Brian Knappenberger's documentary <i>The Internet's Own Boy</i> speaks to Aaron Swartz's martyrdom and a deep strain of malevolence in American culture.
Aaron Swartz at a rally against the Stop Online Piracy Act (SOPA) in 2012. Photo via Flickr user Daniel J. Sieradski
In early 2013, David Karp, the co-founder of Tumblr, graced the cover of Forbes magazine with a headline blaring: "A $200 million fortune by 26.” The same month, another 26-year-old genius who started and sold a tech company, Aaron Swartz, was effectively killed by the United States government for engaging in political advocacy. Swartz's death was not that different from the deaths of many others in our culture. A federal prosecutor named Stephen Heymann was 'overzealous,' in the words of one writer working on a book about Swartz, which is a passive aggressive way of saying he used the power of the state to damage someone for careerist, vindictive, or bureaucratic reasons having nothing to do with an application of justice. Thousands have had that done to them in, say, the name of the war on drugs. This time it was because a guy who ran a computer crime division needed something to do.
The key difference from most other federal cases is that the victim was smart, rich, white, and deeply connected to the technology world’s elite. At the age of 13, Swartz helped create an important technical standard known as RSS, and while still a teenager, he helped sell a company called Reddit after it merged with his own project, Infogami. He began working in progressive politics, wherein we became friends. As a congressional intern, he helped advocate for reform of the health care system and the Federal Reserve. In 2012, Swartz used the knowledge he gained to lead an unprecedented political campaign to defeat the Stop Online Piracy Act (SOPA), a bill that would have undermined free speech on the internet.
In death, Swartz became far more famous than he was in life. I saw this firsthand. I was working with him on a project about narcotics reform, and he sent me an email that he had the flu and would be a bit late with a draft of a report. A month later, hundreds of journalists were writing about his death, and he had become a martyr. Multiple US Senators attended his funeral, and one Congresswoman introduced something to the House of Representatives called Aaron's Law, which would have reformed the Computer Fraud and Abuse Act (CFAA) used to terrorize him. A therapist friend of mine told me that young male clients of hers were bringing up his name spontaneously. And last week, Brian Knappenberger released a wonderful documentary called The Internet's Own Boy about Swartz. It's worth seeing, because it speaks to the martyrdom of Swartz, and to a deep strain of malevolence in modern American culture.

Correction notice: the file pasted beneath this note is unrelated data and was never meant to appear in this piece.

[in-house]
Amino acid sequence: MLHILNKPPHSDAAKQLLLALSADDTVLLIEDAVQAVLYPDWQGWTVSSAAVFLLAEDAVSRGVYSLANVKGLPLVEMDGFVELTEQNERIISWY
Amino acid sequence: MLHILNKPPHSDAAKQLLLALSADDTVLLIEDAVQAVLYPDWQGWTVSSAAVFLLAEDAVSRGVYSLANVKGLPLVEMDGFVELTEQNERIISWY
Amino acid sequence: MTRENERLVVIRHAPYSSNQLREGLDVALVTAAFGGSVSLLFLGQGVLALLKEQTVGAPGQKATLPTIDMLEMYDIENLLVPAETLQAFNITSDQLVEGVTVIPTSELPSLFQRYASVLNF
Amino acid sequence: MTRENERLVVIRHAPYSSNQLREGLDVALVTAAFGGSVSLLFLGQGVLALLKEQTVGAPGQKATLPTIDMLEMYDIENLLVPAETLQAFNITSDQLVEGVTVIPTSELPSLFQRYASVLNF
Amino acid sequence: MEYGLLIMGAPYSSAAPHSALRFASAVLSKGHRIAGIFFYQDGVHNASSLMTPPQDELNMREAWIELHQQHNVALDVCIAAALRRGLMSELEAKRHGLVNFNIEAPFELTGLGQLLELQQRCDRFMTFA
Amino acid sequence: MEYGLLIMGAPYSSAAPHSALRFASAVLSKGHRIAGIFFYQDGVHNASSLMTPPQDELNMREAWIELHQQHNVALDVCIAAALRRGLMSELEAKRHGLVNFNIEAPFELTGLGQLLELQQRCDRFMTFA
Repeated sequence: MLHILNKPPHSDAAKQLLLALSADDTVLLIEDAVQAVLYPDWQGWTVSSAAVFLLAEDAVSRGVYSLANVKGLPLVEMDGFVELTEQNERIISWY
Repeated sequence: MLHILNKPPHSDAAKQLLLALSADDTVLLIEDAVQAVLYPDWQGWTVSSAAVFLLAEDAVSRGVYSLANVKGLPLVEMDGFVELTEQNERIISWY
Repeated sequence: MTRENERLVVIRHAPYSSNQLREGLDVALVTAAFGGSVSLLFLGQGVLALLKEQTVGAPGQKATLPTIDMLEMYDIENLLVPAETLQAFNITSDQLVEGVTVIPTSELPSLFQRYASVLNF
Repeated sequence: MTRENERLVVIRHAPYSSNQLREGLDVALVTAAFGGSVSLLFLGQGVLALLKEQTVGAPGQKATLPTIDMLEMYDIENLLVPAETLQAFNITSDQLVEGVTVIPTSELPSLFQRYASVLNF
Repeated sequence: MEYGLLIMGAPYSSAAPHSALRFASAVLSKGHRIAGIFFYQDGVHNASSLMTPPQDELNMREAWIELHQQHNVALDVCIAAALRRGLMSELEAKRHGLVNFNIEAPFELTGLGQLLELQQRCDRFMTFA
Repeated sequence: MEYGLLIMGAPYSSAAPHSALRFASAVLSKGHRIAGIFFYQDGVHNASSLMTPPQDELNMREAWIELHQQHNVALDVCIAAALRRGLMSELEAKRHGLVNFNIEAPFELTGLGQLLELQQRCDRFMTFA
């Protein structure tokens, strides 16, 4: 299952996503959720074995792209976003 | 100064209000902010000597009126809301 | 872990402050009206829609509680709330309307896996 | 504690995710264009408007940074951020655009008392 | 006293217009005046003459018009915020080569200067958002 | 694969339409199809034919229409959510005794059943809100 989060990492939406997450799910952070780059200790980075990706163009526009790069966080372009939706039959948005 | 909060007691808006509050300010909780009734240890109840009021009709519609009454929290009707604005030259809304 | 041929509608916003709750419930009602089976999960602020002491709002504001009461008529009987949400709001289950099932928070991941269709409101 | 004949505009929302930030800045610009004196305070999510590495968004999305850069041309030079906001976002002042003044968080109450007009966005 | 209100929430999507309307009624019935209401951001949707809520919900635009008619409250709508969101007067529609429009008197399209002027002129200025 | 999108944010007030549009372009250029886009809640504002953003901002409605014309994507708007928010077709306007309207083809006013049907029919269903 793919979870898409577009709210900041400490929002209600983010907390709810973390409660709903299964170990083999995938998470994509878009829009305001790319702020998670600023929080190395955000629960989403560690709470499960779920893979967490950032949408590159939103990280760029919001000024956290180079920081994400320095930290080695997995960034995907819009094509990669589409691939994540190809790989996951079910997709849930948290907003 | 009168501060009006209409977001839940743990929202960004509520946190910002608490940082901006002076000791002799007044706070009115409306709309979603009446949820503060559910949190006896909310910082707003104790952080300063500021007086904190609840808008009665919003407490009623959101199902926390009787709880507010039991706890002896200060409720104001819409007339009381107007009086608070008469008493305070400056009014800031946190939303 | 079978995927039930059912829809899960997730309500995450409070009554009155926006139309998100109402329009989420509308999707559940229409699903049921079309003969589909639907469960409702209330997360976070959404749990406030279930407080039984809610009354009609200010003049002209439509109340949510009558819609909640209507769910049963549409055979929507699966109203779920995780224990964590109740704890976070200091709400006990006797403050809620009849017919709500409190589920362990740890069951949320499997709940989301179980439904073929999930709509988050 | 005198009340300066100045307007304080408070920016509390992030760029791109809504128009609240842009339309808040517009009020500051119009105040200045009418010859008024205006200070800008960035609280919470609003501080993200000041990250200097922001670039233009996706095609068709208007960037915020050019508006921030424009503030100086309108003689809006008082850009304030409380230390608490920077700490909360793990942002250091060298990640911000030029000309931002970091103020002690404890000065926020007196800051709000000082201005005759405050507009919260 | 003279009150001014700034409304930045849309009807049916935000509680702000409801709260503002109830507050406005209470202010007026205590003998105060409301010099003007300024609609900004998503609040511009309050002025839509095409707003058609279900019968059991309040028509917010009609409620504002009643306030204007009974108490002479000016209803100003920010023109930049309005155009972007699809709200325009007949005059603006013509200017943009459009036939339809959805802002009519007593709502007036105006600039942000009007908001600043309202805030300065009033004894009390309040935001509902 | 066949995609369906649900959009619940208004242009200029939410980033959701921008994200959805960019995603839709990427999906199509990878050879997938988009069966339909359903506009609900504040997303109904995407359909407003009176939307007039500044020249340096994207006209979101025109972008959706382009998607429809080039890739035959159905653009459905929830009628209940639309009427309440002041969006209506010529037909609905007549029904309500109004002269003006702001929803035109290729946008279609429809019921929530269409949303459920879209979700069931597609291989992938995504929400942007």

But why is Swartz considered a martyr? Why did this sweet, intelligent, and highly capable individual die, and why did his death spark so much interest beyond the circle of people who knew him?
I think it has to do with the fact that Swartz was a moral outlier in American culture. He was an economic and political winner, and yet he took ethics more seriously than he did money. He was a millionaire, yet interned in Congress to learn the process of legislating—a tech genius who did not try to climb the greasy poll of Silicon Valley success. Swartz won the rat race and then decided he didn't want to be a rat. America frowns on this archetype, celebrating only a narrow form of success for men. Take Tumblr’s Karp, and compare him to Aaron. Karp and Aaron both grew up privileged, and both showed remarkable skill at organizing large numbers of people on the internet. But while Karp used his expertise to spy on people so that Yahoo could sell them things, Swartz used his expertise to make the world a better place. Karp was rewarded with money and fame while Swartz was rewarded with arrest.
Here's what happened, and the facts aren't really in dispute.
In 2011, Swartz hooked a laptop up to the Massachusetts Institute of Technology (MIT) network and downloaded a bunch of documents from an academic database named JSTOR. Swartz had a history of analyzing large batches of academic data and little or no history of breaking the law. But prosecutor Stephen Heymann, the man in charge of a computer crime division in the US Attorney's office in Boston, saw the situation differently. When Swartz attached a computer to MIT's famously open network, Heymann saw a nefarious 'hacker' breaking into MIT. And while Swartz thought he was just doing a bulk download of published academic research, Heymann decided that what was happening was computer fraud.